February proved to be a difficult month for investors: the MSCI All Country World Index, the proxy for global stocks, weakened, losing 4.2%; and U.S. fixed income, as measured by the Bloomberg U.S. Aggregate Bond Index, fell 0.9%. The United States, with a return of -3.7%, was the safe haven, but only in terms of losing less than the rest of the world. Developed international equities returned -4.5% and emerging market equities -4.6%. Within fixed income, U.S. high yield returned -0.8%, whereas leveraged loans posted gains of 0.2%.
The equity pullback kicked off in late January, when lopsided bullish positioning and frothy expectations for growth and U.S. corporate earnings had left equities vulnerable to disappointment. The pullback was a bona fide correction, with a 10% peak-to-trough decline over nine trading days from January 26 to February 8. A recovery of about 7.7% followed, which was being retested by month-end. We think the pullback may need to retest the previous lows. As seen in Figure 1, this current episode fits the historical context in terms of magnitude, but probably needs more time; on average, these wobbles in equities take between 20–36 days to exhaust themselves.
The broad, trade-weighted dollar rallied over the course of February. Generally, when markets see loose fiscal policy and tightening monetary policy, it is positive for the currency; thus, one might expect the dollar rally to have some momentum. However, the current U.S. situation is more complex because of the twin deficit problem. As we have noted before, the U.S. is implementing fiscal stimulus with its economy already at full employment, a current account deficit at 2.6% of GDP and a federal budget deficit forecast to rise to 5.5% of GDP in 2019. Though it may proceed in fits and starts, we think the U.S. dollar will trend lower over the medium term.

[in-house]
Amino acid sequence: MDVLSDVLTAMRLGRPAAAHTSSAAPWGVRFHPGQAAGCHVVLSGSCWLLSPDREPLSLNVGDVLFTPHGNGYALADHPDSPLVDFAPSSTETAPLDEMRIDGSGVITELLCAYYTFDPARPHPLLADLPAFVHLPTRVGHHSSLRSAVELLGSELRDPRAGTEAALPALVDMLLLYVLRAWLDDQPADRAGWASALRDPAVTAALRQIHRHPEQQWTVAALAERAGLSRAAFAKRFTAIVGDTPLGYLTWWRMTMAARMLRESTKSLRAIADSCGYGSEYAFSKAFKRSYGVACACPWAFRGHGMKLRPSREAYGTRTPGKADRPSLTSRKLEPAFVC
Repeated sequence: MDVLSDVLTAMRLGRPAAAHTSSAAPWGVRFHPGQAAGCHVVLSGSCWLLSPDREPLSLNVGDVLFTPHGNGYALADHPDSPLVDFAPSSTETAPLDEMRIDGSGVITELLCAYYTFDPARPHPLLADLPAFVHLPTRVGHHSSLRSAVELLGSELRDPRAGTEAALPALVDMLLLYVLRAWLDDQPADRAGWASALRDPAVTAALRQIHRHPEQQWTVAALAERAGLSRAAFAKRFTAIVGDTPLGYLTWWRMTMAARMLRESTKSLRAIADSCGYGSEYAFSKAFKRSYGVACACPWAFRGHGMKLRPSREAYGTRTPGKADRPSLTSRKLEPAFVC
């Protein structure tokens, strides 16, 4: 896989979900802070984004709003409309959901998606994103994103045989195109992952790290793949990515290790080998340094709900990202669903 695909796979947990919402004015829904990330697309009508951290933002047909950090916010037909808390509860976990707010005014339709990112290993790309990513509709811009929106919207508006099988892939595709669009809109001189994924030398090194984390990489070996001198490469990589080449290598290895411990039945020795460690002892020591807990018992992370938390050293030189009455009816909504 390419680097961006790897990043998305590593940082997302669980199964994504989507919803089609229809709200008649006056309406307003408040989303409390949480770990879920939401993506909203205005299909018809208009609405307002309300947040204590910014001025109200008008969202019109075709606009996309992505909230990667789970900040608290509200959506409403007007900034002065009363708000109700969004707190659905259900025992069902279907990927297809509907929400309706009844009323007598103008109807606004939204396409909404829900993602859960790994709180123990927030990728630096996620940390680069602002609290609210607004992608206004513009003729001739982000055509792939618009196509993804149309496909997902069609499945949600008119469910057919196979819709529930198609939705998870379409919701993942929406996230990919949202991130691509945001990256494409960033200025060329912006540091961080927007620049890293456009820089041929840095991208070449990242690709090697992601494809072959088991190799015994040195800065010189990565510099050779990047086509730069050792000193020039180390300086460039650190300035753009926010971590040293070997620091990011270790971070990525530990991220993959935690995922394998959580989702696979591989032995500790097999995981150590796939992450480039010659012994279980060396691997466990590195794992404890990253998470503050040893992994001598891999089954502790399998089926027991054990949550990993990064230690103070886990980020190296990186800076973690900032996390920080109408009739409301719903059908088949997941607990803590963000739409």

Source: Bloomberg, Voya Investment Management, data as of 02/28/2018.
The financial backdrop has shifted over the past month with the arrival of signs of inflation “green shoots” and a big dose of U.S. fiscal easing. Those are important changes at the margin for financial assets. Today, the concerns about inflation stem from tight labor markets in the U.S. and wage growth edging toward 3%. Tight labor markets will not by themselves cause inflation and academic work shows the relationship between wages and inflation is very loose, but rising wages could have a knock-on effect of denting profit margins if companies find they cannot pass higher prices on to consumers. In our work, it appears that companies have enough of a revenue boost to absorb current and slightly higher wage gains. Our view remains that the Federal Reserve will raise rates three times over 2018; even if it were to raise four times, it still would not be a restrictive Fed. The yield curve has plenty of room before it becomes flat, which would be a sign that a recession is closer to the horizon.
We think the equity market is likely to be able to withstand a peak in near-term economic activity indexes as earnings are still strong and stock buybacks are running at a record pace. Even with stronger inflation data, we are not facing runaway inflation. Our work shows that equity price/earnings multiples do not historically start to contract until inflation starts running above 4% — twice the Fed’s 2% target. Therefore, we maintain our positive equity stance, noting the current strength in earnings is a positive fundamental factor to buttress any downside or volatility.
Within fixed income, we maintain our below-benchmark duration, which has helped portfolios benefit from rising bond yields. In our view, bonds have come a long way toward fair value and are looking a bit more attractive, at least on a short-term basis. As we look ahead to the third quarter, however, we are a bit concerned about the amount of U.S. Treasury issuance the market will need to absorb.
The recent escalation of global trade tensions should not be underestimated and may continue to contribute to the fragile mood in markets. Nonetheless, we see the strength from earnings and the low probability of recession as two factors that will carry the day. From a multi-asset perspective, we still see equities as able to outpace bonds and are positioning portfolios accordingly.
Multi-Asset Strategies and Solutions Team
Voya Investment Management’s Multi-Asset Strategies and Solutions (MASS) team manages the firm’s suite of multi-asset solutions designed to help investors achieve their long term objectives. The team consists of 25 investment professionals who have deep expertise in asset allocation, manager selection and research, quantitative research, portfolio implementation and actuarial sciences. Within MASS, the Asset Allocation team, led by Barbara Reinhard, is responsible for constructing strategic asset allocations based on its long-term views. The team also employs a tactical asset allocation approach, driven by market fundamentals, valuation and sentiment, which is designed to capture market anomalies and reduce portfolio risk.
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